You will probably not be able to learn Egyptian Arabic without enrolling in at least one language course. Fortunately, there are plenty of options. Cairo in particular offers a variety of language schools: Kali Mat in Mohandissin is a popular choice, as are courses offered by the American University in Cairo.

Language classes are excellent for gaining a solid foundation in the language, and they are the perfect place to meet fellow expats and start building friendships. Most language courses require a minimum commitment of several hours a week.

Once you feel you have a solid grounding in the language, you may prefer to move on to work with a private tutor. You may be able to arrange private lessons with an instructor from a language school, but if you prefer to branch out you shouldn’t hesitate to ask other expats for a private tutor’s number.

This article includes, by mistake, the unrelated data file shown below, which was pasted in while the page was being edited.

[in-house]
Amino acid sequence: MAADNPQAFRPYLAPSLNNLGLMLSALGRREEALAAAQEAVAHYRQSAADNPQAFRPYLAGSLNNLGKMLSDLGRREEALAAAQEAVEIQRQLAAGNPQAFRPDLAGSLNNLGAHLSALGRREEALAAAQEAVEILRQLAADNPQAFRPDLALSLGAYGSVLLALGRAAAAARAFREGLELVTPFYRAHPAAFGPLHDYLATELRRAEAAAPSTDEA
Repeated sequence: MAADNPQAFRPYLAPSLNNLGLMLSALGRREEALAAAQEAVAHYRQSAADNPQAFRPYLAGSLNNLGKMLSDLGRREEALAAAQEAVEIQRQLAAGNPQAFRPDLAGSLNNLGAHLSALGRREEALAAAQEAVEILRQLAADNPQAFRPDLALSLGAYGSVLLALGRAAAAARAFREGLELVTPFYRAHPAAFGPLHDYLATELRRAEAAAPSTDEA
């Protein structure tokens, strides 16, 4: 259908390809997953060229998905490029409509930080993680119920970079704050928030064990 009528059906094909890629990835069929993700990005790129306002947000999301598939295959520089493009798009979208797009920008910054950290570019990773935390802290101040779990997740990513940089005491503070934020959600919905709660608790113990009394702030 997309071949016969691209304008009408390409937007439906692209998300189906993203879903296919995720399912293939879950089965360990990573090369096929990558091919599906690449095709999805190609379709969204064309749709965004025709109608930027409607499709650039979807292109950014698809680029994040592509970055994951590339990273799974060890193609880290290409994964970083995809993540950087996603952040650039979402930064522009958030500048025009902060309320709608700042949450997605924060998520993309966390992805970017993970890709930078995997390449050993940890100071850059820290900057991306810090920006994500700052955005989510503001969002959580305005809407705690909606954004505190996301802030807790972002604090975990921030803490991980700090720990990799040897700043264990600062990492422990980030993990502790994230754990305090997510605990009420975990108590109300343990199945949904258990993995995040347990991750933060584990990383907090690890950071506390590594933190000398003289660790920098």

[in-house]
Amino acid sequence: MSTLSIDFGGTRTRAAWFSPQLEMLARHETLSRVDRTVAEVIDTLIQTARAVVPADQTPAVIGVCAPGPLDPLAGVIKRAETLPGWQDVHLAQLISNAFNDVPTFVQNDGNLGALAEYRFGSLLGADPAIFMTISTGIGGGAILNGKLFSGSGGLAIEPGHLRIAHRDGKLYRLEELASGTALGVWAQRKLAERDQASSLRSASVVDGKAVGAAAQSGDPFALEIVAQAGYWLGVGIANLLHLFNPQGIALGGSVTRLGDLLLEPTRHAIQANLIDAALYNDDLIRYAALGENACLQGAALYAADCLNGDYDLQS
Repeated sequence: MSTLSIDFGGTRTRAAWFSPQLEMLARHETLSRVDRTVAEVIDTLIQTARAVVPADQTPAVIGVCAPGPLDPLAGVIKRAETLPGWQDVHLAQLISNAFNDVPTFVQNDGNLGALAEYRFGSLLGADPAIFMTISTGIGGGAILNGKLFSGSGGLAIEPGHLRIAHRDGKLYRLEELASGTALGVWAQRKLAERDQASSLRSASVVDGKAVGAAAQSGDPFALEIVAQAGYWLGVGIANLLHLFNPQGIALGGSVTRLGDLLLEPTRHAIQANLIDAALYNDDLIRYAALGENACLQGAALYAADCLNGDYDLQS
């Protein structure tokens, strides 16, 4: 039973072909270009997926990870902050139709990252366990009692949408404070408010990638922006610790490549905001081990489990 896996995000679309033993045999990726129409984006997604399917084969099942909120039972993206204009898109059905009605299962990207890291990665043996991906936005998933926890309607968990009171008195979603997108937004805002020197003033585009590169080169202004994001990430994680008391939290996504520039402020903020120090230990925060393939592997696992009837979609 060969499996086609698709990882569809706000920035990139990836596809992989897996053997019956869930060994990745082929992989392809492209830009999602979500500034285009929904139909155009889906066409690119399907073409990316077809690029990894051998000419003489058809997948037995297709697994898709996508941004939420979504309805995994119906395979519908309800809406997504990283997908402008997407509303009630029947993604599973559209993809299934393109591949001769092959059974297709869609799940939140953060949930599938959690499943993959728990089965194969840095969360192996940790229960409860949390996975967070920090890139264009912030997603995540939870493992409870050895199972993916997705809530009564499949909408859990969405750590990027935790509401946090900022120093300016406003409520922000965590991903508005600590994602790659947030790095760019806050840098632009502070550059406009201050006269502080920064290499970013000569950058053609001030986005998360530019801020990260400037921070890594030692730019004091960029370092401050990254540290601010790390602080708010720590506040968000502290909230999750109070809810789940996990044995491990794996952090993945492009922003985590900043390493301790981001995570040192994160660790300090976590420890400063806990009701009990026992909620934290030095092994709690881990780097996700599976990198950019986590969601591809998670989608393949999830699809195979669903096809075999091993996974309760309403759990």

Language exchange

Most Egyptians love to speak Arabic with foreigners, and since Egyptians are also quite fond coffee and tea, meeting up for a language exchange a day or two a week is an excellent way to polish your language abilities and learn some slang. Young people are especially happy to meet up to practice their English while helping you with your Arabic.

You can arrange a language exchange informally with an Egyptian friend or co-worker. Because of the conversational nature of a language exchange, however, it is best to develop some familiarity with Egyptian Arabic before arranging one.

Phrase books and dictionaries